As a team, the Predators rank 17th with 130 goals scored on the year and also 17th in all situation goals per 60 minutes, at 2.5. Nashville’s forwards have been accountable for just 93 goals which is the second fewest among all other forward groups in the NHL. This leaves the defensemen accountable for 37 goals with Shea Weber leading the way with 13.
Creating Scoring Chances
The Predators may be out chancing and out shooting their opponents more often than not but they have created just the 15th most scoring chances in the league with 1,067.
A team with the likes of Norris Trophy caliber defenders in Roman Josi and Weber backed up by the duo of Mattias Ekholm and Ryan Ellis plus the top line of Filip Forsberg, James Neal and Johansen should be in the top third of the NHL at least. Hopefully, the recent acquisition of Johansen helps them in this department.
The Predators’ shooting percentage of 8.16 percent gives them the ninth worst team shooting percentage in the NHL.
As far as personal shooting percentages, here are a few key players’ percentages through 52 games this year and 52 games last year:
James Neal: 10.5 % vs 10.8 %
Filip Forsberg: 8.8 % vs 11.0 %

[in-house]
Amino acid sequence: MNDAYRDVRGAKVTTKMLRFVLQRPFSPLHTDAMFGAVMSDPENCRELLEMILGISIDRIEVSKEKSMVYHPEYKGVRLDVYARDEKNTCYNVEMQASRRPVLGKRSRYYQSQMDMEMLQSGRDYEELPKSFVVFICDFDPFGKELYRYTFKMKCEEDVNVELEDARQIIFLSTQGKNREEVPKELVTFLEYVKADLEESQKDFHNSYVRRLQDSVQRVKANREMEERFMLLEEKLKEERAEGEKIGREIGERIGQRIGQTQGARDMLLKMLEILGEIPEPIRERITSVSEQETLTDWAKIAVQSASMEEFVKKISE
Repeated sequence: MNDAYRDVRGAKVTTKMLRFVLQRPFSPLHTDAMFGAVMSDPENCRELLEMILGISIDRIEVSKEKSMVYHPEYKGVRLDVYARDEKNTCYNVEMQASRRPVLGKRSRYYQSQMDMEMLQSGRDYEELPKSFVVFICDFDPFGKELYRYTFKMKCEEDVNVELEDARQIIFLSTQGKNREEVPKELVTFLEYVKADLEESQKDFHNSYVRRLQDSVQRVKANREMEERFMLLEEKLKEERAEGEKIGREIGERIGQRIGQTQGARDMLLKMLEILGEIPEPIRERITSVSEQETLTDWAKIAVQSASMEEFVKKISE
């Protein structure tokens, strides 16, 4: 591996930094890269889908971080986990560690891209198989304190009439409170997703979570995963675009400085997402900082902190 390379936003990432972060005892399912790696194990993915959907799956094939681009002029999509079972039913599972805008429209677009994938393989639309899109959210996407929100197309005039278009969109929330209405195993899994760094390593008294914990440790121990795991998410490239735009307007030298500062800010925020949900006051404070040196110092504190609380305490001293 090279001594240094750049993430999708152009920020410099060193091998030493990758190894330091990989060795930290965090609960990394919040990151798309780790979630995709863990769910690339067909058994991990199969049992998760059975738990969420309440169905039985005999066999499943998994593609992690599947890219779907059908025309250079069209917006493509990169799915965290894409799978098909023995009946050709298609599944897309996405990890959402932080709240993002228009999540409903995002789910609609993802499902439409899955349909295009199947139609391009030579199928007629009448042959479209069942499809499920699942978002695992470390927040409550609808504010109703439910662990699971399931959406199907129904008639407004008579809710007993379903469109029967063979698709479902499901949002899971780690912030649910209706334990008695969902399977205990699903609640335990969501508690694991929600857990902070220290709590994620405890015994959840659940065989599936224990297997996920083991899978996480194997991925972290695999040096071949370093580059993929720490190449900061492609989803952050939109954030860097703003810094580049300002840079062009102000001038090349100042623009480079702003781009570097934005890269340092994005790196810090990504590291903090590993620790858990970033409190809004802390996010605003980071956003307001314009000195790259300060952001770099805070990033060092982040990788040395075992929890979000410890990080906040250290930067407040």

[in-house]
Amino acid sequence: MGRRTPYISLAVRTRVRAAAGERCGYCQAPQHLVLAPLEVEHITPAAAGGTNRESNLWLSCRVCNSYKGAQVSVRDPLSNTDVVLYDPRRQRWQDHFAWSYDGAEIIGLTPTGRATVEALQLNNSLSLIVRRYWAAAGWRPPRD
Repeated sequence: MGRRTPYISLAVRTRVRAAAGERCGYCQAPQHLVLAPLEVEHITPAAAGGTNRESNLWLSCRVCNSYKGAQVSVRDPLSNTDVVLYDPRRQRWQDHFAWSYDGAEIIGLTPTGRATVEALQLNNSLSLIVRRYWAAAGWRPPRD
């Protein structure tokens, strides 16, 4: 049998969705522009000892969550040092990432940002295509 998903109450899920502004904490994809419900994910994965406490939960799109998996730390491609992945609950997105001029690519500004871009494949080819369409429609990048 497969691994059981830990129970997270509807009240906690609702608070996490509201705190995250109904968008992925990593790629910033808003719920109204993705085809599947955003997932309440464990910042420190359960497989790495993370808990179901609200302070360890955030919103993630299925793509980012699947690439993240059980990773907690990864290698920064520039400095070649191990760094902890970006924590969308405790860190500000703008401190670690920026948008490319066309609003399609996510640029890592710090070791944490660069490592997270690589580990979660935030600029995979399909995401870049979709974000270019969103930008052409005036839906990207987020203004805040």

Craig Smith: 8.8 % vs 8.0 %
Mike Ribeiro: 12.2% vs 20.8 %
Colin Wilson: 1.7 % vs 14.3 %
Mike Fisher: 7.1 % vs 13.3 %
Shea Weber: 4.1 % vs 7.7 %
Roman Josi: 3.8 % vs 7.1 %
Keeping The Puck Out Of Their Own Net
The Predators have allowed 137 goals this season, 12th most in the league. While Pekka Rinne has been under plenty of scrutiny this season, and deservedly so, there have been plenty of games where the team has let him down defensively.
Still, Rinne is just 19-17-6 and carries the sixth worst save percentage among goalies with at least 800 minutes played — 0.904. When it comes to making the crucial saves, those of the high-danger variety, he has the third worst save percentage among the same set of net minders at 0.765 in all situations. When it comes to shorthanded situations, Rinne’s adjusted save percentage of 0.832 is the sixth worst among all goaltenders to man an NHL crease this season.
The penalty kill has been another sore spot for this year’s Predators as they rank 24th in the league at 79.1 percent. While they allow very few scoring chances while on the penalty kill, Rinne hasn’t been able to stop the puck as often as needed and it has cost the Predators dearly.
While they have been clicking as of late, allowing just one power play goal in their last eight games (95.7%), they may have dug too deep of a hole to climb out.
Ultimately, the Predators have done more right than wrong this season but can’t seem to end the night with a win. Their PDO – which measures luck and should hover around 1.000 – is the second worst in the league at 0.982, making them the second most unlucky team in the NHL. For a comparison, their PDO a season ago was 0.999.
If they want to win, it will depend on how Rinne performs in net and if they can start lighting the lamp. They hold on to the final Western Conference wild card spot headed into February 6th’s action, but right now, certainly don’t seem to be a legitimate threat to compete for a Stanley Cup.
All stats via War On Ice.